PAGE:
University of Idaho’s Tenth Annual Native American Film Festival, March 22-24
Tuesday, March 6 2012
By Donna Emert
MOSCOW, Idaho – The tenth annual Sapatq’ayn Cinema, University of Idaho’s Native American Film Festival, is set for March 22-24 at the Kenworthy Performing Arts Center, 508 S. Main St. in Moscow.
This year's festival features diverse genres, including documentary, mockumentary, short feature and full-length feature films.
“Today film is the most powerful and accessible media form for contemporary Native American cultural and aesthetic expression,” said Janis Johnson, University of Idaho professor of English and acting coordinator of the American Indian studies program. “Sapatq'ayn Cinema is the only indigenous film festival in the region and offers a unique opportunity for the Inland Northwest community to interact with Native artists and their work.”
The festival is designed to increase awareness and appreciation of Native American issues and artistry.
Janet Kern, writer/director of "Horse Tribe," will screen her documentary – 10 years in the making – at the festival. Kern’s film focuses on the Nez Perce Tribal Horse program and was inspired by a 1997 New York Times article titled, "Tribe Famous for Horses Sees Future in Them."
A horsewoman of Scottish descent, Kern “immediately saw the epic dimension in this story,” she said. “The relation of human to animal, history to life, individuals to community, values to action, and the role of culture in the development of character are universal concerns, manifest in the singular experience of the Nez Perce... and in the company of horses.”
The program is a presentation of Native American Public Telecommunications (NAPT).
While the films tell Native American stories and illustrate the artistry of Native writers, directors and actors, the lessons they teach are universal, Kern suggests.
“Aristotle defines happiness as ‘the exercise of vital powers along lines of excellence, in a life affording them scope,’" said Kern. "The Nez Perce Tribe and a Navajo horseman engaged in such a quest. Amidst the grandeur of the Pacific Northwest, on a reservation where daily life is a fugue of grief and gumption and grace, foals were being born.”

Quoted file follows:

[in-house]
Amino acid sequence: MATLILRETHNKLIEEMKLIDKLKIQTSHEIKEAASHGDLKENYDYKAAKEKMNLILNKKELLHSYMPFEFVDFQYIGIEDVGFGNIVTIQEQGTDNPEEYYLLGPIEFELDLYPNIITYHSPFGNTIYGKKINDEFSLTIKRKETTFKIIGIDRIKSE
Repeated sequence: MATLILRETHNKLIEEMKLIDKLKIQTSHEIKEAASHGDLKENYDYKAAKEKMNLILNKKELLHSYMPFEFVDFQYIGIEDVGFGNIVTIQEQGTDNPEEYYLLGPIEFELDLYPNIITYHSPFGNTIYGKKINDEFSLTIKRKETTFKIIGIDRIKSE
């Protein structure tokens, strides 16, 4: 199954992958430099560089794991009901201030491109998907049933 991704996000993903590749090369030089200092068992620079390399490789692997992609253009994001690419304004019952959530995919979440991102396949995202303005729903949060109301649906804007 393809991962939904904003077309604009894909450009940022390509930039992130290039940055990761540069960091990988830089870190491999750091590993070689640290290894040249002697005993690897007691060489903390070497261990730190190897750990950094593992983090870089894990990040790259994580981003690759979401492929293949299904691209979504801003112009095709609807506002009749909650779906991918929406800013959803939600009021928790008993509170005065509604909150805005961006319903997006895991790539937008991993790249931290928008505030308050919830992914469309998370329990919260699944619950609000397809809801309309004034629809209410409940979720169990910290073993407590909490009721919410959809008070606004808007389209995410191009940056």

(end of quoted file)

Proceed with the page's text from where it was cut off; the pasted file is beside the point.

The Sapatq’ayn Cinema Film Festival is sponsored by the University of Idaho American Indian studies program.
Opening Night: Thursday, March 22, 7 p.m.
Ceremonial Opening with Nez Perce tribal elder Horace Axtell and the Vandal Nation drum group.
Short film, "Search for the World's Best Indian Taco," with writer/director Steven Judd (Kiowa/Choctaw).
Feature length mockumentary, "More Than Frybread," with writer/director/producer Travis Hamilton.
Second Night: Friday, March 23, 7 p.m.
Feature film, "Shouting Secrets," winner of Best Picture at the 2012 San Francisco American Indian Film Festival, introduced by director Korinna Sehringer.
Closing Night: Saturday, March 24th, 7 p.m.
"Horse Tribe," with writer/director Janet Kern, followed by a panel discussion.
For more information about the festival, contact Jan Johnson at firstname.lastname@example.org
or (208) 882-0109.
# # #
About the University of Idaho
The University of Idaho helps students to succeed and become leaders. Its land-grant mission furthers innovative scholarly and creative research to grow Idaho’s economy and serve a statewide community. From its main campus in Moscow, Idaho, to 70 research and academic locations statewide, U-Idaho emphasizes real-world application as part of its student experience. U-Idaho combines the strength of a large university with the intimacy of small learning communities. It is home to the Vandals, and competes in the Western Athletic Conference. Learn more: www.uidaho.edu